A survey conducted by Cisco showed that from 2020 85% of internet traffic will be through videos.
But how to make this type of content accessible? Precisely through audio description.
Although this technique is performed by specialized professionals, if your company is going to hire a screenwriter, or if you want to do the audio description internally, it is necessary to pay attention to some points:
This is a primordial step and one that needs a lot of care on the part of the screenwriter.
The professional will watch the video, make some initial considerations and list images that are very relevant to the context.
It is important to emphasize that speech is slower than images and that in some videos it will be impossible to describe all the scenes.
In addition, the audio description must enter speech intervals and must not compromise the work.
Once the script is ready, it’s time to be validated by the consultant, that is, an audio description professional who is trained in the area and who is a person with visual impairment.
The consultant’s job consists of reviewing the script, considering two aspects:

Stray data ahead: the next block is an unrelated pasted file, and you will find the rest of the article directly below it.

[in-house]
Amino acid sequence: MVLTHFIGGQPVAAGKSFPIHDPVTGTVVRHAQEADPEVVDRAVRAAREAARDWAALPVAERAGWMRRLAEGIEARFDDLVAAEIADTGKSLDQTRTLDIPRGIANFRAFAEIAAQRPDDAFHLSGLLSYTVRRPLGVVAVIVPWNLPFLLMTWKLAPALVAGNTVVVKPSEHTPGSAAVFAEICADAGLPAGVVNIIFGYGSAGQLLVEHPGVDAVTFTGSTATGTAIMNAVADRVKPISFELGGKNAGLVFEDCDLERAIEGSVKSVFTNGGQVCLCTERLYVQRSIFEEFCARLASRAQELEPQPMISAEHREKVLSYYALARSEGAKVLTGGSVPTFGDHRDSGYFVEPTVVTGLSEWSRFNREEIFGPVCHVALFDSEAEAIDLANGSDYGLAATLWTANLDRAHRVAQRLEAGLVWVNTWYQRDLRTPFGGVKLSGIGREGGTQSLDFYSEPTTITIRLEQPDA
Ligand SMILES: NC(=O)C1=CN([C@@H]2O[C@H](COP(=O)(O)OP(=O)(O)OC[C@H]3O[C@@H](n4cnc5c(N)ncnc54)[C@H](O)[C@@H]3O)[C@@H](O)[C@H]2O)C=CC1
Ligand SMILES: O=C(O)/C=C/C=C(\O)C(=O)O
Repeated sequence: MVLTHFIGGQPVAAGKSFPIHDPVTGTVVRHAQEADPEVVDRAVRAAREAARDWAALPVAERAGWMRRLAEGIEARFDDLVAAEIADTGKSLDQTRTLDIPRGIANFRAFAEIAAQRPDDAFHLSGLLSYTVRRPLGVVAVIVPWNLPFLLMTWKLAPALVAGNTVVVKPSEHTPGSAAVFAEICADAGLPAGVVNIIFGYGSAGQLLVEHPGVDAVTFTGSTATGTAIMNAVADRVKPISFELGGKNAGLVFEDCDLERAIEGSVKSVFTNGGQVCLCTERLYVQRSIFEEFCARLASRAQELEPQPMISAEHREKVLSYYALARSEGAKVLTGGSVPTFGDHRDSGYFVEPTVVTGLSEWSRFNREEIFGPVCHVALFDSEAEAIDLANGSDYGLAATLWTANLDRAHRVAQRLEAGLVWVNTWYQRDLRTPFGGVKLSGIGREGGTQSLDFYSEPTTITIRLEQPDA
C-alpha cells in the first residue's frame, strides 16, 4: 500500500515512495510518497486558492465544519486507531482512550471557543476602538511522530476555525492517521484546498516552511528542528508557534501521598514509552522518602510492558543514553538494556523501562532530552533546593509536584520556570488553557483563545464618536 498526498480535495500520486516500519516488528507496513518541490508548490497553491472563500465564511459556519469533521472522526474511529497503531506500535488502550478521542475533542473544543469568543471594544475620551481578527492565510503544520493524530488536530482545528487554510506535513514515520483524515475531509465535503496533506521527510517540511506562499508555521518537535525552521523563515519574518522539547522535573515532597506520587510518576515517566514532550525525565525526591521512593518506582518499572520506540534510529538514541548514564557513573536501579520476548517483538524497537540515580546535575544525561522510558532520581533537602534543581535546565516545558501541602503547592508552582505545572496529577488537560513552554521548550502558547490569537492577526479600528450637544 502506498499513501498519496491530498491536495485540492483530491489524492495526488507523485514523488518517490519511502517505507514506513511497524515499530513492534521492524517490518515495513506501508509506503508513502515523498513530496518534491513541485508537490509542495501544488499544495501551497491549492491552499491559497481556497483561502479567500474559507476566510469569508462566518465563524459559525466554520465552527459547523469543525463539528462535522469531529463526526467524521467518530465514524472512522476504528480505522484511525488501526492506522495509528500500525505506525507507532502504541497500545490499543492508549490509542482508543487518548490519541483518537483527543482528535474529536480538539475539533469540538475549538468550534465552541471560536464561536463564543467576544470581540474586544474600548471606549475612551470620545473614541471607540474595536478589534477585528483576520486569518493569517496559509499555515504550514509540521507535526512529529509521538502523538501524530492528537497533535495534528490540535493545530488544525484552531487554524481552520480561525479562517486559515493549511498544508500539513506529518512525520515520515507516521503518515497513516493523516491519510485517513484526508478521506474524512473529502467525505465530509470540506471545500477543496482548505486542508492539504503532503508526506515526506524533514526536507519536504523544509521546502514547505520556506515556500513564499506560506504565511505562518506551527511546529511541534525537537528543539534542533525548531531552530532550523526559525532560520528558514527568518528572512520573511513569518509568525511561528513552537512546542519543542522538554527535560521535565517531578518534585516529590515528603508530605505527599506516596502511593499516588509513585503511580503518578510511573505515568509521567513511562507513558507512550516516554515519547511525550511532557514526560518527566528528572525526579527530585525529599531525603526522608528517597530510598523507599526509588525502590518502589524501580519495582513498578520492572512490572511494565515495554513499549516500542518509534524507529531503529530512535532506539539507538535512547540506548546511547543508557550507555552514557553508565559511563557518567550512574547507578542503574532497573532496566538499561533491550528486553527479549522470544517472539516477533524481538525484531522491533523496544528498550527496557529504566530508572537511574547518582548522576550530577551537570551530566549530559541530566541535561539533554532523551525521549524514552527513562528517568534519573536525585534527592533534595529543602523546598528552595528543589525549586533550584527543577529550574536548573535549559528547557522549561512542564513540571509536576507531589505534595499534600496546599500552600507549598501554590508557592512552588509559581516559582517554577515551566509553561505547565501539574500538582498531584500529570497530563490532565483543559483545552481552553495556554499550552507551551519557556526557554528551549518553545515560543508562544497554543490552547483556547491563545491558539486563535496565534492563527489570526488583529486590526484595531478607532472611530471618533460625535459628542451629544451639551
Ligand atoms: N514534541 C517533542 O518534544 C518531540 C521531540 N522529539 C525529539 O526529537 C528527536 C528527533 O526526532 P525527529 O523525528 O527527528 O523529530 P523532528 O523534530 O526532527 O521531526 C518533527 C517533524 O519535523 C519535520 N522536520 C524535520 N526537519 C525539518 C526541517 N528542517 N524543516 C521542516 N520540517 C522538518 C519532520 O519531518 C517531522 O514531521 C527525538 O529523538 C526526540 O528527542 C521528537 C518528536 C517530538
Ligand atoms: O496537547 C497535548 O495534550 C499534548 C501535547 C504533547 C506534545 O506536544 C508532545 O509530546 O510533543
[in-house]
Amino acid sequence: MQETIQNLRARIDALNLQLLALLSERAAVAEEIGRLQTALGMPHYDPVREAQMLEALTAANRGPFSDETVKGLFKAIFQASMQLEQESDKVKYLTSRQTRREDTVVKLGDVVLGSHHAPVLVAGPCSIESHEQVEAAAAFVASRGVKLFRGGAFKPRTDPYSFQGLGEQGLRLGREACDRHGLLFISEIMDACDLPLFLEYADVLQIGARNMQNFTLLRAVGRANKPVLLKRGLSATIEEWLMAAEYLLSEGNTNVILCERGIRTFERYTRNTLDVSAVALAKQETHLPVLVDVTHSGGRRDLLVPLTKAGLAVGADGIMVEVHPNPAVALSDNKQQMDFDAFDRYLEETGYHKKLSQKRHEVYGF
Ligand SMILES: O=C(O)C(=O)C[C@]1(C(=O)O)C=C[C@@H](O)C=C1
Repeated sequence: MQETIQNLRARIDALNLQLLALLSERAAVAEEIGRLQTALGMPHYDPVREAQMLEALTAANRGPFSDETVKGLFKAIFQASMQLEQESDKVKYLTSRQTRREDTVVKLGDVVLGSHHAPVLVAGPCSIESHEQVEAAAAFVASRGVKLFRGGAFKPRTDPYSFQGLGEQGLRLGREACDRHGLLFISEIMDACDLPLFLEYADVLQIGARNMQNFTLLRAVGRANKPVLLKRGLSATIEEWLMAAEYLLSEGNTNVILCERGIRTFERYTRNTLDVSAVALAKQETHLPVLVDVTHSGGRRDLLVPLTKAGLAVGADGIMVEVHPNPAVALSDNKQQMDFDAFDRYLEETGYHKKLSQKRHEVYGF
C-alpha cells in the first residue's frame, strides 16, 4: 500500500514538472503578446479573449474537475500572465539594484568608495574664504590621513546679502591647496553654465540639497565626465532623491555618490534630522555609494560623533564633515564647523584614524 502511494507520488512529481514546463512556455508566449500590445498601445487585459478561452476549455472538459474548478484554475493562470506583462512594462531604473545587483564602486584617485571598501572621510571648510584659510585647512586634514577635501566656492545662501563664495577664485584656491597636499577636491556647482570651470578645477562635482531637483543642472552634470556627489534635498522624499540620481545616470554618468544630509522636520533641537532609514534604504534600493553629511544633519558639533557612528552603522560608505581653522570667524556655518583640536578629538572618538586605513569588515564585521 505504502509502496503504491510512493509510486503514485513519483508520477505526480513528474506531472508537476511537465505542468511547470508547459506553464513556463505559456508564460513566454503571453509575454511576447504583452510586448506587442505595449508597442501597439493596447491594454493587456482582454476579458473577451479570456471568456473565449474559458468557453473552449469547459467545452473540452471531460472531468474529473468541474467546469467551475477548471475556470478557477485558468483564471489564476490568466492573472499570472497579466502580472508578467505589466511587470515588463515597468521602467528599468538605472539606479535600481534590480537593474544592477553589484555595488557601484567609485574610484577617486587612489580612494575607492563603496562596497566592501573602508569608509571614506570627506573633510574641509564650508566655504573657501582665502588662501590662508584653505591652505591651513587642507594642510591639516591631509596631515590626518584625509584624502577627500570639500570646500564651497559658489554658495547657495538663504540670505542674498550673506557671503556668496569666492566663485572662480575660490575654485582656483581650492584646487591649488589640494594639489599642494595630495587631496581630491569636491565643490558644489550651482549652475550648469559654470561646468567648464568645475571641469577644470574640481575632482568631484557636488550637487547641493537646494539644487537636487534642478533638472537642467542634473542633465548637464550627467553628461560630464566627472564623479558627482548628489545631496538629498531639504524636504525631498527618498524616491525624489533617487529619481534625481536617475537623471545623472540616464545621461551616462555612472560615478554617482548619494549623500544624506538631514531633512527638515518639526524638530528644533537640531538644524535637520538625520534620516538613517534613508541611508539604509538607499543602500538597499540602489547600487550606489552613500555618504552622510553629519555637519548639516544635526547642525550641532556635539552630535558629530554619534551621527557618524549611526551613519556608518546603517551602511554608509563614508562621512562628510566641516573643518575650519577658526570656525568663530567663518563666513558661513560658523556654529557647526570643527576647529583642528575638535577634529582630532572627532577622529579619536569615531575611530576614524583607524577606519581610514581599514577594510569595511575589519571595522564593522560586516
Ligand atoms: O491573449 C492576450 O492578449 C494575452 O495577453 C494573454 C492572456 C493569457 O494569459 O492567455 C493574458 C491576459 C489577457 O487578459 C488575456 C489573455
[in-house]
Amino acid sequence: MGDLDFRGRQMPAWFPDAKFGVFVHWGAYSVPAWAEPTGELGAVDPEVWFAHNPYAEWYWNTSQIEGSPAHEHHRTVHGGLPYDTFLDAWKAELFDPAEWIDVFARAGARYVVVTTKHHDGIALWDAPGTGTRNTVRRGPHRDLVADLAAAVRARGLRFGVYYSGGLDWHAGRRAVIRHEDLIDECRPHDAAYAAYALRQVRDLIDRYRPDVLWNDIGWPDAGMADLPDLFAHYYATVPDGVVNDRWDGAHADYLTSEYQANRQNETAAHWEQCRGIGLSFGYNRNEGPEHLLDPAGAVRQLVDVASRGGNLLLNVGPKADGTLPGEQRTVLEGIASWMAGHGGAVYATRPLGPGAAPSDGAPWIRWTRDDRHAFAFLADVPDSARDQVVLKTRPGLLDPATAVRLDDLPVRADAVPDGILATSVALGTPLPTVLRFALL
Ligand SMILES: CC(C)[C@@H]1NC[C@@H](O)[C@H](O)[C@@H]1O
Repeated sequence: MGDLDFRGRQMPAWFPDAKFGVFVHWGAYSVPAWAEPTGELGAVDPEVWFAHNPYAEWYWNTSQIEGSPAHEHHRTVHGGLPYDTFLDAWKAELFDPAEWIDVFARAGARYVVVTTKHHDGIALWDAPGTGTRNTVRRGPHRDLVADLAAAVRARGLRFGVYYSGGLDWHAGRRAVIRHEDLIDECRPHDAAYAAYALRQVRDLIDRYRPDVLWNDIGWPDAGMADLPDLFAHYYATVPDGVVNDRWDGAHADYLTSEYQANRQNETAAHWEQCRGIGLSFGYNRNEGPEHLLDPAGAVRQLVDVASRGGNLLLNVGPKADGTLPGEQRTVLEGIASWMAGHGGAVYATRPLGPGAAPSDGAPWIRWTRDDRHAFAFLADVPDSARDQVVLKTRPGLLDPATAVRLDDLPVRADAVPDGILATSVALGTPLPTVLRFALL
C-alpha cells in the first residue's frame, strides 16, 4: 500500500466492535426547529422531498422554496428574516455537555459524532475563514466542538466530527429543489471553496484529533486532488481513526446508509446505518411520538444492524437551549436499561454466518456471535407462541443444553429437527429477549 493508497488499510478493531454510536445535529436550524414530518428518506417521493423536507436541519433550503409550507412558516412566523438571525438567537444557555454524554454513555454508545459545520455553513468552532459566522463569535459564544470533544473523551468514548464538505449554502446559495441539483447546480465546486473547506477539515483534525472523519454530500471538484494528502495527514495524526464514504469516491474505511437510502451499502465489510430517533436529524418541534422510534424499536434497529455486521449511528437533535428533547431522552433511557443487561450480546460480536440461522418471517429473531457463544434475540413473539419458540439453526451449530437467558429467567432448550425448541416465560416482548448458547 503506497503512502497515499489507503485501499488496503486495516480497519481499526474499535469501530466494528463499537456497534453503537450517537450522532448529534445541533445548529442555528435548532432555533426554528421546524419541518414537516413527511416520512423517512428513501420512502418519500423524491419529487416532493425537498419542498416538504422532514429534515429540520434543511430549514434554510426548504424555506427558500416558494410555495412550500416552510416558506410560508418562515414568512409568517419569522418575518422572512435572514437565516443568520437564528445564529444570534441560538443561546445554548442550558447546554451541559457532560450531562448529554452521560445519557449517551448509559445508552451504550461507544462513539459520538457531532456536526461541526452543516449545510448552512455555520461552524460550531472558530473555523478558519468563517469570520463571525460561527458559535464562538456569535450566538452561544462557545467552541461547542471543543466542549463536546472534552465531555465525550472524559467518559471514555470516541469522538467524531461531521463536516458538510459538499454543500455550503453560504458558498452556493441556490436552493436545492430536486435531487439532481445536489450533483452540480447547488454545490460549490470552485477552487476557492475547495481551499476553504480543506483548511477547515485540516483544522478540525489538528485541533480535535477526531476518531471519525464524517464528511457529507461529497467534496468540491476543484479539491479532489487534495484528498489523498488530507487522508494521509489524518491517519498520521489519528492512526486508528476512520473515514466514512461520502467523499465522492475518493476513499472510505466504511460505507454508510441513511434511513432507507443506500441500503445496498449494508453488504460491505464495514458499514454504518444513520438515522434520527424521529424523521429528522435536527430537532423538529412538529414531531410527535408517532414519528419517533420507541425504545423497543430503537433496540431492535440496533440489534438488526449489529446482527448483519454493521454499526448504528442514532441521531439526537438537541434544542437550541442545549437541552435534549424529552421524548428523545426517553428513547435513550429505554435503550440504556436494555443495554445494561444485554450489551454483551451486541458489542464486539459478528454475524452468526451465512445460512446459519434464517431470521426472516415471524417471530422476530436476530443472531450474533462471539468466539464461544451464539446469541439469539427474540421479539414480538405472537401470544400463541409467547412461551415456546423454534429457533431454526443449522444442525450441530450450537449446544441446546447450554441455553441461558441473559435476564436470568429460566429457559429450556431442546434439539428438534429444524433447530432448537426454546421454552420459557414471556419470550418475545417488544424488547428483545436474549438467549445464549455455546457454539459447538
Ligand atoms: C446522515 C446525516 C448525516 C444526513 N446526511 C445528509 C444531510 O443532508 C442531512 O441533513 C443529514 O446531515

- If the inserts contained there enable images to be built in the mind of the listener;
- If the sentences are in accordance with the grammatical norms.
If the consultant deems it necessary, propose improvements to the document. After this analysis, he sends the document to the screenwriter.
3. Voice over recording
Ideally, the voiceover is performed by a person who already has practice.
But if that’s not possible, what you need to know is that the narration must keep pace with the work.
If it’s a teaser video, extremely fast and animated, the AD voiceover should remain neutral. However, if there is some information on the screen and a rhythm of emotion, the narrator should follow that objective.